Eine interessante Bezeichnung für das „Auf die Spitze schauen“ im Feminismus und den daraus folgenden Trugschluss, dass der Mann durchgehend privilegiert ist, ist die Apex Fallacy. Ich würde das mit dem „Gipfel-Trugschluß“ übersetzen, bessere Übersetzungen bitte in den Kommentaren.
Eine Definition zur Apex Fallacy findet sich hier:
.Apex fallacy is the idea that we assign the characteristics of the highest visibility members of a group to all members of that group. This fallacy has a particularly damning effect on the feminist construct of patriarchy.
Women have looked up, and seen that the top of society is made up of men that hold power. They then attribute that characteristic to all men. The line of thinking goes, all CEO’s are men (mostly true), therefore all men are CEO’s (not even close). Feminists fail to look at the men at the bottom of the pyramid.”
Dieser Fehlschluss liegt denke ich auch der Privilegientheorie zugrunde.
Hellen Smith zu diesem Komplex:
Bernard Chapin: Dr. Helen, first off allow me to compliment you on the excellence of your columns and the advice that you have proffered. I greatly enjoy your work. My initial question is, overall, are American women oppressed today?
Dr. Helen Smith: Thanks very much for the kind words. In answer to your question, I would say that women in America today do still have some hurdles, such as sexism towards women in politics and other areas but the sexism is often promoted by those of the liberal persuasion, and often by women, as we have seen recently with Sarah Palin (for an example, see my column entitled, „How to Cope with a Palin Hater“). I think that women are now the new nobility in our society and they expect to be catered to-especially by men. More women than men are going to college, in many larger cities, women outearn men, they win most of the child custody cases and alimony cases, despite men spending more time with their kids and they control much of the wealth in this country.
Bernard Chapin: In contrast, what are your impressions of the male sex?
Dr. Helen Smith: More men tend to be at the high end or low end in our society and because of this, people mistakenly believe that all men dominate in our culture because they see a few men at the top. Professor Roy F. Baumeister explained this in an invited address to the American Psychological Association:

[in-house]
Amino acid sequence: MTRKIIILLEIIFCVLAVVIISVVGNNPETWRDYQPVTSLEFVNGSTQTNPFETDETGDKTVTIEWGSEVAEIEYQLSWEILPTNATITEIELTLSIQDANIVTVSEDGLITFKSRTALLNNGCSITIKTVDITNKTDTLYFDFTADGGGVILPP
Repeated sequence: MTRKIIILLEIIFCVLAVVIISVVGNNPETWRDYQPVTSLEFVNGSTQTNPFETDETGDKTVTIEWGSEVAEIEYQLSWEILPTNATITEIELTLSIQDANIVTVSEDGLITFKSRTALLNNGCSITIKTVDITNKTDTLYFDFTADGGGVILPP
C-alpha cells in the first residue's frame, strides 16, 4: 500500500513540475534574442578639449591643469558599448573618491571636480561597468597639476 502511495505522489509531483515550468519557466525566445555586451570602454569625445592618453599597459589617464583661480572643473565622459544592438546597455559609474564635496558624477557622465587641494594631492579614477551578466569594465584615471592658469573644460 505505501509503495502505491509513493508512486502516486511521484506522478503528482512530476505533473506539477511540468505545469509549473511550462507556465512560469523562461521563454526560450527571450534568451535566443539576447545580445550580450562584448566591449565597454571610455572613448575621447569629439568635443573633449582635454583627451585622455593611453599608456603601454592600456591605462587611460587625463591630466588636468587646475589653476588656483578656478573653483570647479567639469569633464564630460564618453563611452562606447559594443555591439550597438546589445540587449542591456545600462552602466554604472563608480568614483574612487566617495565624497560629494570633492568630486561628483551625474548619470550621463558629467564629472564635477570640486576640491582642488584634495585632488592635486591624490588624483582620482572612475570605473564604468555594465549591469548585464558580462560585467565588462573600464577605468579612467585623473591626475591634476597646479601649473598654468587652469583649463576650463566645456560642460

„When I say I am researching how culture exploits men, the first reaction is usually ‚How can you say culture exploits men, when men are in charge of everything?‘ This is a fair objection and needs to be taken seriously. It invokes the feminist critique of society. This critique started when some women systematically looked up at the top of society and saw men everywhere: most world rulers, presidents, prime ministers, most members of Congress and parliaments, most CEOs of major corporations, and so forth – these are mostly men. Seeing all this, the feminists thought, wow, men dominate everything, so society is set up to favor men. It must be great to be a man. The mistake in that way of thinking is to look only at the top. If one were to look downward to the bottom of society instead, one finds mostly men there too. Who’s in prison, all over the world, as criminals or political prisoners? The population on Death Row has never approached 51% female. Who’s homeless? Again, mostly men. Whom does society use for bad or dangerous jobs? US Department of Labor statistics report that 93% of the people killed on the job are men. Likewise, who gets killed in battle? Even in today’s American army, which has made much of integrating the sexes and putting women into combat, the risks aren’t equal. This year we passed the milestone of 3,000 deaths in Iraq, and of those, 2,938 were men, 62 were women.“